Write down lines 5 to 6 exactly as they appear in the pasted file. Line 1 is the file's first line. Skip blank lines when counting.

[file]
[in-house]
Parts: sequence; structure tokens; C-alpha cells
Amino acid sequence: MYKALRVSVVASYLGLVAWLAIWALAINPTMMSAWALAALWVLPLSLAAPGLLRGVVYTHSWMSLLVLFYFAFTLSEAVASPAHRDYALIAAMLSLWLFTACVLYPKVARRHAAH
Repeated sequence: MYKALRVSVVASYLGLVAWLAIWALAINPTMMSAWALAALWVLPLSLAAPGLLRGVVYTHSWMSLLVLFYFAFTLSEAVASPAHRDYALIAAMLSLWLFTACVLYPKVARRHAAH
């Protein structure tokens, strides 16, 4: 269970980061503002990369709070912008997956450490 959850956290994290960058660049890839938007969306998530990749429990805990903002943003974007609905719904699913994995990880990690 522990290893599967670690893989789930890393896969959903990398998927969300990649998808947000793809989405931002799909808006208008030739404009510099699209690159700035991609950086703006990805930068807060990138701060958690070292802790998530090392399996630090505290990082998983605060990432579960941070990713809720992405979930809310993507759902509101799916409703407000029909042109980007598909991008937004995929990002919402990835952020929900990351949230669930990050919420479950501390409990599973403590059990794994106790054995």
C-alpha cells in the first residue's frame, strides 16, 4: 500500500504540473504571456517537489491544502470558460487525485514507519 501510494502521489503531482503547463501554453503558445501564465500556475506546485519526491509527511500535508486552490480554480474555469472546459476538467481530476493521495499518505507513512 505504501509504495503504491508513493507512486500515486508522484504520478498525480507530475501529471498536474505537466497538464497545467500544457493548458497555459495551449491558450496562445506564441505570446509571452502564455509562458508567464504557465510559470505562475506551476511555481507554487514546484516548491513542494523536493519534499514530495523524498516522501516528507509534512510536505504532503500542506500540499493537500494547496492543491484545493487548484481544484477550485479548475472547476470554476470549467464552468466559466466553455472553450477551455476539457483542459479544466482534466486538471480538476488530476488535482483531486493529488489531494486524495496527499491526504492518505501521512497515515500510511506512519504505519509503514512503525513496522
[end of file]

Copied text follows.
């Protein structure tokens, strides 16, 4: 269970980061503002990369709070912008997956450490 959850956290994290960058660049890839938007969306998530990749429990805990903002943003974007609905719904699913994995990880990690 522990290893599967670690893989789930890393896969959903990398998927969300990649998808947000793809989405931002799909808006208008030739404009510099699209690159700035991609950086703006990805930068807060990138701060958690070292802790998530090392399996630090505290990082998983605060990432579960941070990713809720992405979930809310993507759902509101799916409703407000029909042109980007598909991008937004995929990002919402990835952020929900990351949230669930990050919420479950501390409990599973403590059990794994106790054995």
C-alpha cells in the first residue's frame, strides 16, 4: 500500500504540473504571456517537489491544502470558460487525485514507519 501510494502521489503531482503547463501554453503558445501564465500556475506546485519526491509527511500535508486552490480554480474555469472546459476538467481530476493521495499518505507513512 505504501509504495503504491508513493507512486500515486508522484504520478498525480507530475501529471498536474505537466497538464497545467500544457493548458497555459495551449491558450496562445506564441505570446509571452502564455509562458508567464504557465510559470505562475506551476511555481507554487514546484516548491513542494523536493519534499514530495523524498516522501516528507509534512510536505504532503500542506500540499493537500494547496492543491484545493487548484481544484477550485479548475472547476470554476470549467464552468466559466466553455472553450477551455476539457483542459479544466482534466486538471480538476488530476488535482483531486493529488489531494486524495496527499491526504492518505501521512497515515500510511506512519504505519509503514512503525513496522